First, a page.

Drug testing isn't free. So, in the absence of government pressures, you'd
assume that profit-minded corporations wouldn't use it without proof that it
works. But Eric Rolfe Greenberg, director of management studies for the
American Management Association, says its surveys provide no evidence that
testing is effective in reducing drug use. By contrast, he says, "We have
very good evidence that drug education and awareness programs are
effective." At companies with such programs, employees are at least
one-third less likely to test positive for drugs than at companies without.
The persistence of testing is, as Samuel Johnson said of second marriages, a
triumph of hope over experience. When the management association asked
companies if they had any statistical evidence that their testing served to
reduce absenteeism, disability claims, accidents, employee theft or
violence, 75 to 80 percent of the respondents said no. A study of patients
by Kaiser Permanente, California's biggest HMO, found that marijuana users,
on average, didn't have higher health-care costs than non-users.
For companies concerned about drug-induced dangers, there are better
remedies. One is to test anyone involved in an accident. Another is to
require workers operating hazardous machinery to do simple tests of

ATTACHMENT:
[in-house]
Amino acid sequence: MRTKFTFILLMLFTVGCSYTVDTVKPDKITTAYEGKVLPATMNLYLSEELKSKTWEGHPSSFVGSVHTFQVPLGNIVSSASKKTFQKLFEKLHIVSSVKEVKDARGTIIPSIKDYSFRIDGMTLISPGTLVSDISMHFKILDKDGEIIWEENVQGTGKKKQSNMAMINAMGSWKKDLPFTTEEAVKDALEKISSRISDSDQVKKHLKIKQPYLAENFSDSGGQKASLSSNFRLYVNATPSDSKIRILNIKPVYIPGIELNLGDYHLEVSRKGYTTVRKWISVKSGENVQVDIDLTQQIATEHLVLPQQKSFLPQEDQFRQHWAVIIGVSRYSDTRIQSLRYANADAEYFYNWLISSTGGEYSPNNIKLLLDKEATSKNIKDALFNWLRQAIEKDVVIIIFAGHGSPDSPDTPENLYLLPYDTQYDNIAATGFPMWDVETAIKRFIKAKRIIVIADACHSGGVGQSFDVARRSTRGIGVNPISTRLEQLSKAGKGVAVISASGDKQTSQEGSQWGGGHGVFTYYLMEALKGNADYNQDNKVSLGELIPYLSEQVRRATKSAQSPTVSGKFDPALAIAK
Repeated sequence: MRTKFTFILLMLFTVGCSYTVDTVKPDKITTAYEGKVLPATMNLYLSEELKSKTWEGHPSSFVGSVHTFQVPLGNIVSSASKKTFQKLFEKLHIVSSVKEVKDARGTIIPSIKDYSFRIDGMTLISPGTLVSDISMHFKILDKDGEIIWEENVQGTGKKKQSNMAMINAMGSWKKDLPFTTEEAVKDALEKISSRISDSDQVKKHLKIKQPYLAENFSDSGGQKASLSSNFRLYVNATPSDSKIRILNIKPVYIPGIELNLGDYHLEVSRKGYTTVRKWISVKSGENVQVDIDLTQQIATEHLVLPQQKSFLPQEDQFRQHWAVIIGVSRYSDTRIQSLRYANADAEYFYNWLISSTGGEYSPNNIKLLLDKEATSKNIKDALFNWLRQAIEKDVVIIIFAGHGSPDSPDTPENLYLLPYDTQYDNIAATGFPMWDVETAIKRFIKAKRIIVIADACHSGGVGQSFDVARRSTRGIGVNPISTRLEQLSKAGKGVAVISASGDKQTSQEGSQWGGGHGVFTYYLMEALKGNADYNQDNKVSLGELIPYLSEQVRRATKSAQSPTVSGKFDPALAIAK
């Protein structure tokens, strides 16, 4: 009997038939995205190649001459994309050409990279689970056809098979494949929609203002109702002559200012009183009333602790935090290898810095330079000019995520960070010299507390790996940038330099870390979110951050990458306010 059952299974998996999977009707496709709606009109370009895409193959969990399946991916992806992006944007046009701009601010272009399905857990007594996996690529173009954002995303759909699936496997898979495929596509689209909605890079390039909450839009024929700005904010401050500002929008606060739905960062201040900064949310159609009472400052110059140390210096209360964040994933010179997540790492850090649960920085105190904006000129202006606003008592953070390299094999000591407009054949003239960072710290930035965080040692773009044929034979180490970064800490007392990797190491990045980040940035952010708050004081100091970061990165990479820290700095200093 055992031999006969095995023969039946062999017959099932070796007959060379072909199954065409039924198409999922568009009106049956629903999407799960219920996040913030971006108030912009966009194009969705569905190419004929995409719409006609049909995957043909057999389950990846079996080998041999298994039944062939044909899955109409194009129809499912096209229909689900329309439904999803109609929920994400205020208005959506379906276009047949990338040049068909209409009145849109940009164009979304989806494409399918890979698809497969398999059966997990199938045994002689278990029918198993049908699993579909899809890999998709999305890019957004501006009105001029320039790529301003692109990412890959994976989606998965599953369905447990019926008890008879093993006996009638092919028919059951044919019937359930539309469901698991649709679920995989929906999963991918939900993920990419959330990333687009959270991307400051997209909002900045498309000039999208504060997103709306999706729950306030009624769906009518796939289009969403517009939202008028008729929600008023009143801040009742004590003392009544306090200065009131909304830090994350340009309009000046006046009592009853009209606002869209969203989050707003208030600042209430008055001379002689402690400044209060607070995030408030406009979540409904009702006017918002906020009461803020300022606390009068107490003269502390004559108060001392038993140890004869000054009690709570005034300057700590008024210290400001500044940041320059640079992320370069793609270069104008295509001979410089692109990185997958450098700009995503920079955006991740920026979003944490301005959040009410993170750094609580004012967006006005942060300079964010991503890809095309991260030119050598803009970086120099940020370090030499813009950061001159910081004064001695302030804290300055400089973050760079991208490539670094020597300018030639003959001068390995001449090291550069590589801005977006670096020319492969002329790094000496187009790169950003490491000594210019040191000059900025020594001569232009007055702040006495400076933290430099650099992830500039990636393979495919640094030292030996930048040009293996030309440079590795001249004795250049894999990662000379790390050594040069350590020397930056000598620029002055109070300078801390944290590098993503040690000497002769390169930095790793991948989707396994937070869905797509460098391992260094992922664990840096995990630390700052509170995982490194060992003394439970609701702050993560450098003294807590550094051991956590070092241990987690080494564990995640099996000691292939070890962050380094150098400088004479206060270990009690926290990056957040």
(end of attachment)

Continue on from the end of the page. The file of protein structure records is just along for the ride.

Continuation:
dexterity, vision and coordination each time they clock in--which would
screen out those who are impaired by drugs, alcohol, fatigue, emotional
distress or anything else.
Over the past decade, drug testing has been tried on a grand scale, with no
apparent success. But our leaders in Washington don't seem to care whether
this expensive and intrusive program actually does any good. Which makes you
wonder: What are they smoking?
Editors, Chicago Tribune
Steve Chapman ended his excellent review on the failure of drug testing with
this: "Over the past decade, drug testing has been tried on a grand scale,
with no apparent success. But our leaders in Washington don't seem to care
whether this expensive and intrusive program actually does any good. Which
makes you wonder: What are they smoking?"
The answer is arrogance. The hardest thing for arrogant people to admit is
defeat, to acknowledge they were wrong, and that their error in judgment
caused harm. The facts have gone against the drug warriors for so long that
they aren't just smoking arrogance, they're mainlining it. Yes, they are
For with the truth comes the inevitable questions: "You mean I've been
peeing into a cup for ten years to keep my job and it hasn't help combat
drug use at all?" Yes. "You mean my mother who died of cancer because
couldn't keep down her chemotherapy might have found nausea relief from
medical marijuana?" Yes. "Needle exchange programs would have
200,000 cases of AIDS transmission without increasing illegal drug use?"
Yes. The list is long, indeed.
Politicians, while in office, don't want the truth to come out, because the
truth can be embarrassing. Worse, the truth can cost them votes. So, let's
all keep living a lie and we'll let the next administration handle it. And
the public, as usual, be dammed.